Navy Rescue Helos Scramble to Keep Pace with Harvey
COLLEGE STATION, Texas — When he fired up the MH-60 Seahawk helicopter Wednesday morning, Navy Lt. Cmdr. Pat Dunn thought it was going to be an easier day over the floodwaters of Hurricane Harvey.
Monday had been intense. The pilot and his crewmembers, who came from Naval Station Norfolk, Va., for search-and-rescue duty, rescued 215 people and 12 animals on their first day flying into the devastation in the Houston area.
Tuesday had been much drier, and the crews that went out from this college town northwest of Houston did not perform a single rescue.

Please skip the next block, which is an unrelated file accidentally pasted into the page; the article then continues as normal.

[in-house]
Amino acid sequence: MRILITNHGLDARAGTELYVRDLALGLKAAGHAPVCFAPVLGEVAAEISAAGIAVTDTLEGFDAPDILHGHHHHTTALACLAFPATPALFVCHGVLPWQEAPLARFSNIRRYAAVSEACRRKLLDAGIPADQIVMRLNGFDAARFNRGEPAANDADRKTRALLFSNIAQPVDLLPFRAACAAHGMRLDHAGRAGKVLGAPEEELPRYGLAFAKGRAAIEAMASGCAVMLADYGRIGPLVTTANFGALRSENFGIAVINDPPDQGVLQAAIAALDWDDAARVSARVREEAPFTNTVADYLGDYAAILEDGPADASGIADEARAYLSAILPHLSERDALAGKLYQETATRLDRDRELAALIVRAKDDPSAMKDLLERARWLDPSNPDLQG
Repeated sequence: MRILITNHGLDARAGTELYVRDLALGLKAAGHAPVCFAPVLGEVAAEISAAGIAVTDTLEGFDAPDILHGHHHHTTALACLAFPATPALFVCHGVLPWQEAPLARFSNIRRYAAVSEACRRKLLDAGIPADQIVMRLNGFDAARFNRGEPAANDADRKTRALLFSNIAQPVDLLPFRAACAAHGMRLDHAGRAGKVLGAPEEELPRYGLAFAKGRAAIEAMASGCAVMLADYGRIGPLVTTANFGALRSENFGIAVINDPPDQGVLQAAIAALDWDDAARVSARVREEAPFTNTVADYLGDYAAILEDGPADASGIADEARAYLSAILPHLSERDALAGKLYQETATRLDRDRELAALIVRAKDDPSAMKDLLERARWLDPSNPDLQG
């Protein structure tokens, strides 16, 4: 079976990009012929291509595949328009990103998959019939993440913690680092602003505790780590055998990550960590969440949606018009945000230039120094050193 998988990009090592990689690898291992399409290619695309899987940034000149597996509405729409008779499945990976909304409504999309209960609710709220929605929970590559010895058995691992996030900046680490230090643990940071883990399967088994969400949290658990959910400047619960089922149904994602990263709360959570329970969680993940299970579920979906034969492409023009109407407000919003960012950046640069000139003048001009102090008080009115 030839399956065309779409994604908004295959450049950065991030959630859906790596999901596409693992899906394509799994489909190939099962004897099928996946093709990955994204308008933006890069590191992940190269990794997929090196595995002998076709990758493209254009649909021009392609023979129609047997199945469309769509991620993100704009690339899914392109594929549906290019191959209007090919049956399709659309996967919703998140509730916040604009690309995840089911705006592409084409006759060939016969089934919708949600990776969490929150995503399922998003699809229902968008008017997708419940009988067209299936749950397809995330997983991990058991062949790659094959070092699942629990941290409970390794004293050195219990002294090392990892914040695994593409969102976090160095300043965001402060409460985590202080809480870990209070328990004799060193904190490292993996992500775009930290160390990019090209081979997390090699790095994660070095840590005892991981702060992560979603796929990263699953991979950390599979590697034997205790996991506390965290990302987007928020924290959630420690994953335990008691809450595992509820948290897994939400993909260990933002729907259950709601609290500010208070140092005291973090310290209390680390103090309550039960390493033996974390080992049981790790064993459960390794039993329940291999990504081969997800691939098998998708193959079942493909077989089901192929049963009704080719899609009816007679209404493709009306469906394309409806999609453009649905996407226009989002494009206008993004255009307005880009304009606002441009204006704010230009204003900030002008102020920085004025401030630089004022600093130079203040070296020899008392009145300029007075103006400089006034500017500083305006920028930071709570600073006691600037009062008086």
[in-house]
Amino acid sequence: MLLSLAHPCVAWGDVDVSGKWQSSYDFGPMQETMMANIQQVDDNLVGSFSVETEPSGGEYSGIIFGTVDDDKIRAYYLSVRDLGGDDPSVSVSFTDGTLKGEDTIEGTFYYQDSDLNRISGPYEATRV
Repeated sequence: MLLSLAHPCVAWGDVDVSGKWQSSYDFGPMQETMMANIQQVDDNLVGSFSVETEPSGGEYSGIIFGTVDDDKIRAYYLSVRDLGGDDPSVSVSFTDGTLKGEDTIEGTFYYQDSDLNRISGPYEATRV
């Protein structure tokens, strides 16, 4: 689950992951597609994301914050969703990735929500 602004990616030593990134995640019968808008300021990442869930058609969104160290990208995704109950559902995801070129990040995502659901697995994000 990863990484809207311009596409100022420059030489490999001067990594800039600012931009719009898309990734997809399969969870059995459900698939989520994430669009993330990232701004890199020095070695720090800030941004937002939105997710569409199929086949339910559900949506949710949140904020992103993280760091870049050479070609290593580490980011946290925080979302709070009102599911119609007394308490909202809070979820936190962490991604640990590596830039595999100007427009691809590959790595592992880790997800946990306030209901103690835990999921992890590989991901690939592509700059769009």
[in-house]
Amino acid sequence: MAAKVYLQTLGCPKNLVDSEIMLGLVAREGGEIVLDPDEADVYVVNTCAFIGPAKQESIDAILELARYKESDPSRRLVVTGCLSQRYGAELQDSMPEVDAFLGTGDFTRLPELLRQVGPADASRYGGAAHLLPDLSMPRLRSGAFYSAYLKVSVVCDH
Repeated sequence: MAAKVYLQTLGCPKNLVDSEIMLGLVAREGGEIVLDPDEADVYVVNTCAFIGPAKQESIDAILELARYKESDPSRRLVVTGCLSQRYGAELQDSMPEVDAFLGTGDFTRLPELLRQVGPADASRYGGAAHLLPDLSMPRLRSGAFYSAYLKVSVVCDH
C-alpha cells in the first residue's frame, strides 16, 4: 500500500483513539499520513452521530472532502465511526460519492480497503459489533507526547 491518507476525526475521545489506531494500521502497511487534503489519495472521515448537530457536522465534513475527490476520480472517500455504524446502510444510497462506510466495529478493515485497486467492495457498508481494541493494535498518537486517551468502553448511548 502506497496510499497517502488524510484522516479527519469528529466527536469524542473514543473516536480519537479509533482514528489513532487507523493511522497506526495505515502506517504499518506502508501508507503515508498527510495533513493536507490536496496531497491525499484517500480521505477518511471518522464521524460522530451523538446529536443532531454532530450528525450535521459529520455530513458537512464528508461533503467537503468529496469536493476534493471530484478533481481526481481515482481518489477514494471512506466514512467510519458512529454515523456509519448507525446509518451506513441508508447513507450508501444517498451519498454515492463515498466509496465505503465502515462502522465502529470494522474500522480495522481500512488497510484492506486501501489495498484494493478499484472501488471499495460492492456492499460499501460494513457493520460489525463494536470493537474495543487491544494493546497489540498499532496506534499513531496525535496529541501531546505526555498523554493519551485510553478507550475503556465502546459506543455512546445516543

As this storm has proven, however, no two days are alike.
Wednesday brought a fresh round of tropical storm winds and rain, this time farther southeast, in the cities of Beaumont and Port Arthur. Floodwaters rose quickly, and people were trapped. A voluntary evacuation was issued for 1,000 families in north Beaumont, where 24 inches of rain had fallen, according to The Weather Channel.
The weather was very rough, visibility was down to a quarter-mile at times and cloud cover was low, Dunn said. “There was lots of driving rain.”
There were people in trouble — trapped in their home, they said.
To read the full August 31, 2017 article from Stars and Stripes, click here.